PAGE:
It’s our turn

Collaboration is Curaçao’s Achilles’ heel. Politics often sets the best example, or rather: the worst. The pandemic has explicitly exposed the vulnerability of the island. Everyone knows, everyone feels it, but that vulnerability does not yet lead to more cooperation, to getting all noses pointing to the same direction, to better synergy.

There is also a lack of synergy at micro level. At the start of my journalist career in Curaçao, I was allowed to go to prison once with a delegation from the Senate and the House of Representatives. The infamous Bon Futuro prison is normally a hard-to-reach place to come, unless you break the law. Apart from some traffic offenses, I do not belong to that group. But luckily I am a journalist and then there are also opportunities. I wasn’t really that interested in the Dutch politicians, but I was interested in some shots of prisoners and of the detention centers. Only: that was explicitly forbidden to us: only politicians in the camera!

That day I experienced for the first time what the Curaçao scratching mentality entails. When the attention of the prison guards weakened for a moment, I took pictures of what was not allowed. For a minute, if I remember well, I stood behind a pillar taking pictures unhindered. Until someone called out loudly to the guards: There! That man: he takes pictures!!. The words came from a fellow journalist, who did not wish me luck and alerted the guards.

It would be the beginning of what I later learned as scratching mentality. In short: not working on your own growth, but on undermining someone else’s growth. All things considered, the scratching mentality is the reverse of synergy. That afternoon I learned a characteristic of Curaçao society, which I now see as the biggest stumbling block for the development of the island.

The interaction or collaboration that creates a whole that is greater than the sum of its parts has always been my own modus operandi. Not only in journalism, but also in my private life. Sharing is the greatest force behind growth. Knowledge, power, love, money, friendship: who shares, grows!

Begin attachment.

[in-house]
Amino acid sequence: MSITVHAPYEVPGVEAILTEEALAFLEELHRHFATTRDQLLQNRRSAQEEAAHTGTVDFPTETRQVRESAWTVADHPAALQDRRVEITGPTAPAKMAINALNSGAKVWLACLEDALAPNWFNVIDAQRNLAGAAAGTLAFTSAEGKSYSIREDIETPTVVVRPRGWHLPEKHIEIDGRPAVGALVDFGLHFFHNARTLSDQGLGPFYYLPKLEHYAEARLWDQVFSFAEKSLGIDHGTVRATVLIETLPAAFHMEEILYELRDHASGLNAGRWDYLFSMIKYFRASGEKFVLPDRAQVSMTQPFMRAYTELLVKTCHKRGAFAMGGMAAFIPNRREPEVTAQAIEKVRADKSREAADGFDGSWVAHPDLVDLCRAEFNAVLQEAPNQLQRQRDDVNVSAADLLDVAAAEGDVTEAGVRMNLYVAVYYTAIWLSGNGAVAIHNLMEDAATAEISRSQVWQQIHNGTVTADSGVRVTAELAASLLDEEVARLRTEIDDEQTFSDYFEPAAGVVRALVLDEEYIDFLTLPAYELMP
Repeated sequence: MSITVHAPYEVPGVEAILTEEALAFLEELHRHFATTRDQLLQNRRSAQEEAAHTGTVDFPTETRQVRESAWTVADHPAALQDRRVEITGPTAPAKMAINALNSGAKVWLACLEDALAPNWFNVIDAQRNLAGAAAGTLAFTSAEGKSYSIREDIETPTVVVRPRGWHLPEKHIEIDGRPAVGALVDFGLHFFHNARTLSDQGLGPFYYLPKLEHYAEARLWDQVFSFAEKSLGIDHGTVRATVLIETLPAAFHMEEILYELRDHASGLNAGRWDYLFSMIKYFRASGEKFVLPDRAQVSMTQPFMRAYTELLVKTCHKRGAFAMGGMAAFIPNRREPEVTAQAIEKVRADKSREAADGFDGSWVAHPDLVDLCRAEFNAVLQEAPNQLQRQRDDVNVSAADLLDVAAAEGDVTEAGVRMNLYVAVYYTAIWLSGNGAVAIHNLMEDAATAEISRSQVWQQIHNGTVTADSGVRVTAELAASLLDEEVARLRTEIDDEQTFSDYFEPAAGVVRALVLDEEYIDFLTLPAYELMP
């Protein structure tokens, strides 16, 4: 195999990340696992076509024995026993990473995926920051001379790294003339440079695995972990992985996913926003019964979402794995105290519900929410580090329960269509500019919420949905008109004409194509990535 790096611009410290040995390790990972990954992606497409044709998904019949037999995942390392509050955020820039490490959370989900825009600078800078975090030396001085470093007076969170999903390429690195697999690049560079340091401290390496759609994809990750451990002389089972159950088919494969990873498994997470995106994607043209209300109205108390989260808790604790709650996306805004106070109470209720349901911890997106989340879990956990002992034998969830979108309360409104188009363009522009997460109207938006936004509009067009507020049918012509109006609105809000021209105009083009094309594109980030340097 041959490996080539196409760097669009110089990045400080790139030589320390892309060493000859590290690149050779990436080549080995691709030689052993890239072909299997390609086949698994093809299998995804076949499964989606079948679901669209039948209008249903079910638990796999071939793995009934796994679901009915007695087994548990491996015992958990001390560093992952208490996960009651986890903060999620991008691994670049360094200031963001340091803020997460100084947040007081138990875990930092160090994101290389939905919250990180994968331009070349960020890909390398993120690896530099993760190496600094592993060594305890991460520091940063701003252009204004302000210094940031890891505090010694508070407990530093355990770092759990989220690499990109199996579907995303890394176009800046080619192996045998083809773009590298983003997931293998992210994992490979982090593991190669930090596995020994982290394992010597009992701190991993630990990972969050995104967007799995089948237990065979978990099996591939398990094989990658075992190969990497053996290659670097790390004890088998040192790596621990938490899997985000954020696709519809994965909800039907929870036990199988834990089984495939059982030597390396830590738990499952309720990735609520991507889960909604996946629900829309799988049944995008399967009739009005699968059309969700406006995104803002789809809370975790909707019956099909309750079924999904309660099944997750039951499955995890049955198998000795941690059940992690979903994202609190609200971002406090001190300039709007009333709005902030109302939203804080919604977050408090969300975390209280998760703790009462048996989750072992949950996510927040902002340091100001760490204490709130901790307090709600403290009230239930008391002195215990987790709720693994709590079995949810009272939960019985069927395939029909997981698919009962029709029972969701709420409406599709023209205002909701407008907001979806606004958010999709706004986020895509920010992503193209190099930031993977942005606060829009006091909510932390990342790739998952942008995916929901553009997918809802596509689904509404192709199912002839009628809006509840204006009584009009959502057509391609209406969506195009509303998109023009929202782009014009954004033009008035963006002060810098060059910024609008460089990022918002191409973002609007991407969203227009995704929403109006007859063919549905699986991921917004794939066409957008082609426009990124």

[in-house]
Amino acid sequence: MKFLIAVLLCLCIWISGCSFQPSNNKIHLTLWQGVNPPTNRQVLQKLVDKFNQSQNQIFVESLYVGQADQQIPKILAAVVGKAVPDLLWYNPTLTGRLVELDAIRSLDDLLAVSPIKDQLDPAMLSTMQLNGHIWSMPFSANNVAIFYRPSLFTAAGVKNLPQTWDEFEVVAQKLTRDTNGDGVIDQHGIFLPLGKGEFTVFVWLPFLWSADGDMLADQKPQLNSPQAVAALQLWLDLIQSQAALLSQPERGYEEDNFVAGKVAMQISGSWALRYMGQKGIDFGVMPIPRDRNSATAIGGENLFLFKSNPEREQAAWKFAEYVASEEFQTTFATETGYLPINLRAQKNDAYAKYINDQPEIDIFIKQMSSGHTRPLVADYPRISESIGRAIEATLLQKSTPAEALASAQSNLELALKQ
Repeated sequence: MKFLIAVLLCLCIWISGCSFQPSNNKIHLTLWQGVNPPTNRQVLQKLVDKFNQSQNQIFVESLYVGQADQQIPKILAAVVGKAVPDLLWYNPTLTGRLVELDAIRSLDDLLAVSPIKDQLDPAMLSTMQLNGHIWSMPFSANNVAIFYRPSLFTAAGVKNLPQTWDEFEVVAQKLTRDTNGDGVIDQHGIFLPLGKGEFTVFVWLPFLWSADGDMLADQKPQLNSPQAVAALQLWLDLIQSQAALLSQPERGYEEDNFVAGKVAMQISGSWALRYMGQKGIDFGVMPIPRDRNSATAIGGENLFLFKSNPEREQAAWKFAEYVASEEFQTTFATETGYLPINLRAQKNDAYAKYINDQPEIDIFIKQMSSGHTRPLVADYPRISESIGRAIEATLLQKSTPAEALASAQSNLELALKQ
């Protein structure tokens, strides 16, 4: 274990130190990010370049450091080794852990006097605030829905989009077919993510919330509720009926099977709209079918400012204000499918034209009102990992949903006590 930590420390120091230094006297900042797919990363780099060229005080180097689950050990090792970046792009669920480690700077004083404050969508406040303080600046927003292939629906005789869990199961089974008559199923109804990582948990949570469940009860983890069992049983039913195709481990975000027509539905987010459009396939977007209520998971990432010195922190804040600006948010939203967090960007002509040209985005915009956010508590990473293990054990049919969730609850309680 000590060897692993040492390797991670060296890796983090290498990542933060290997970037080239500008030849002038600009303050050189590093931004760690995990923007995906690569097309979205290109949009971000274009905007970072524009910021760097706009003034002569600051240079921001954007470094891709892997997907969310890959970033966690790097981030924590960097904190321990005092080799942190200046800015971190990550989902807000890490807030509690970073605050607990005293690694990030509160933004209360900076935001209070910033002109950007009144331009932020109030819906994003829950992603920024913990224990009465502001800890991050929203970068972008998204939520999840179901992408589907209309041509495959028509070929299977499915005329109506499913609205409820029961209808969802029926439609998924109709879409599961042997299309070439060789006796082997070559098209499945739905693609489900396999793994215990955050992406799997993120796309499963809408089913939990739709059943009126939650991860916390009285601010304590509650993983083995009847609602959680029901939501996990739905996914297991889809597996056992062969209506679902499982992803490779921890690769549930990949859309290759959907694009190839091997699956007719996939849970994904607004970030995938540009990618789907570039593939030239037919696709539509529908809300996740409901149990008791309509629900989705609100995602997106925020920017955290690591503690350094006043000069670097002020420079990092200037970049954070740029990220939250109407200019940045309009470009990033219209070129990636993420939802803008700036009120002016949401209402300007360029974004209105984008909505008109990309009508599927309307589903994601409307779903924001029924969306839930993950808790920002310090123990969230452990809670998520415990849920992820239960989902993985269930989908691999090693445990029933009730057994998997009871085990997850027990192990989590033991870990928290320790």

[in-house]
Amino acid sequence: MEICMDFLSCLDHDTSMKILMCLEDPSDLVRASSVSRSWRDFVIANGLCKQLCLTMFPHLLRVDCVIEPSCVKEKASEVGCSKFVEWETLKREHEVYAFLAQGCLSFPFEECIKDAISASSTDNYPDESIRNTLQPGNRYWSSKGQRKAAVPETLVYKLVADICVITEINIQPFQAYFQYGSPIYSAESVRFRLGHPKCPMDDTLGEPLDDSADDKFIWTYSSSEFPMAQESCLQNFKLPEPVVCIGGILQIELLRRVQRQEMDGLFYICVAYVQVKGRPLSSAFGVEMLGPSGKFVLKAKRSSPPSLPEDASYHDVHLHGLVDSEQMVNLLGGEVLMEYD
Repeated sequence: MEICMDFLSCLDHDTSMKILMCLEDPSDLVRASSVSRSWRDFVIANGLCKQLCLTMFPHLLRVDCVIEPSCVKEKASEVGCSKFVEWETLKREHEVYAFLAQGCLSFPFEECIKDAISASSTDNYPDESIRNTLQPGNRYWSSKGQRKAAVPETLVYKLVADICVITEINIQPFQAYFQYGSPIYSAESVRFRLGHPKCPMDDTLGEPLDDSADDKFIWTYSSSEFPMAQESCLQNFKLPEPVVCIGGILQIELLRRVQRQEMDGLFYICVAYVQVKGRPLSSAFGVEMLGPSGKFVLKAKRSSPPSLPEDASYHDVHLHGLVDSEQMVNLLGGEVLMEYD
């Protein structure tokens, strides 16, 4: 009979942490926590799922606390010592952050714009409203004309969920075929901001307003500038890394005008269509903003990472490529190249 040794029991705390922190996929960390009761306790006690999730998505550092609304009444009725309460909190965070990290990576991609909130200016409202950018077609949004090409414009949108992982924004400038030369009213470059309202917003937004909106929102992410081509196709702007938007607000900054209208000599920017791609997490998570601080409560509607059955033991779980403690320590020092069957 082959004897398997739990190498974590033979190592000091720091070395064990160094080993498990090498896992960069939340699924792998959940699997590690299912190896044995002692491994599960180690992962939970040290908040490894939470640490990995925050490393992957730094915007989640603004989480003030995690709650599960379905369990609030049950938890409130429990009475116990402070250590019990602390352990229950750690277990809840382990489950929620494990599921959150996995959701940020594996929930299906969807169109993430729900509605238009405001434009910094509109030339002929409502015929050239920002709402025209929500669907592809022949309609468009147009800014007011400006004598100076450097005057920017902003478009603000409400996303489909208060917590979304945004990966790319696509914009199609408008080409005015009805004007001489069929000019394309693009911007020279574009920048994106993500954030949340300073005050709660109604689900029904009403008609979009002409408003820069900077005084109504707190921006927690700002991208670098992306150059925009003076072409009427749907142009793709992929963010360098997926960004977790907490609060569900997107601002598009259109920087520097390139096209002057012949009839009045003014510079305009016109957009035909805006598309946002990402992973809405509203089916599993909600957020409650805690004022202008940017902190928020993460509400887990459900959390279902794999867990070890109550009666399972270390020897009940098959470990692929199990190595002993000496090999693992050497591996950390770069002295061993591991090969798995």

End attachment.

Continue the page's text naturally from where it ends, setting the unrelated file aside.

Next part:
The greatest evidence of growth through sharing can be seen in the approach of a new generation of news websites, after and Both are now defunct as they could not survive commercially. I had been messing around on the internet for a number of years myself by spreading my own stories in words and images. I didn’t really get much of it. Until a just starting web company on Bonaire used a photo of me without permission. That happened more often at the time – and still does today. The newspaper Ultimo Notisia even insisted on this for so long that I was forced to initiate legal proceedings. But a small one-man company from Bonaire responded to my kind request with the question: could we not work together? And so it happened. Now, four years later, we have a flourishing company that manages the websites, Curaç, and A company that can support itself and employs seven people. Synergy!

So it is possible through synergy! Even the biggest troublemaker in Curaçao politics, the late Helmin Wiels, understood that only synergy points the way to the future. After winning the elections of October 19, 2012, he knew that only with an apolitical business cabinet he could keep Gerrit Schotte out and create peace after the turbulent years of a corrupt start.

Corona is the second real crisis in the still young existing new country of Curaçao. An unprecedented crisis that requires an even greater objectivity to survive than in 2012. But the only realistic way to salvation, the way through the Kingdom, is cut off by a total lack of synergy, based on old colonial perceptions.

In Curaçao, during the march elections of 2021, two parties receive 40 percent of the votes, but after distribution of the remaining seats they own 62 percent of all the seats and decide to govern. Motto: Ta Pueblo su Bùrt! It’s the turn of the people!

Well said, but a bit exaggerated when you consider that the two government parties managed to get only 40 percent of the vote on their own, with the support of the pueblo. The population of Curaçao are so divided during the elections that nine of the 21 seats cannot be allocated directly to a party in parlerment. Via the residual seat system of the largest average, PNP manages to obtain two extra seats and MFK four!

Given this situation, MFK and PNP have been given six seats by people who did not vote for the coalition parties. Knowing that, it would have been obvious to tackle the corona crisis together, with the support of as many other parties as possible.

But, none of this happens. The regeerakkoord mentions the need to tackle the crisis, but doesn’t mentioned the only logical way out: the Kingdom. No, instead: the ministries must first be divided so that each one can rule his own kingdom. Unity of policy? The realization that interaction or cooperation creates a whole that is greater than the sum of its parts is not present in most parties and in Curaçao politics. The word Pueblo apparently only refers to their own supporters: now it’s our turn!

Without synergy of your own, synergy with the Kingdom becomes quite a challenge. The coalition agreement doesn’t mentions the synergy that is needed to defeat the corona crisis together with the Kingdom. 

And that’s scary when you know it’s really their turn.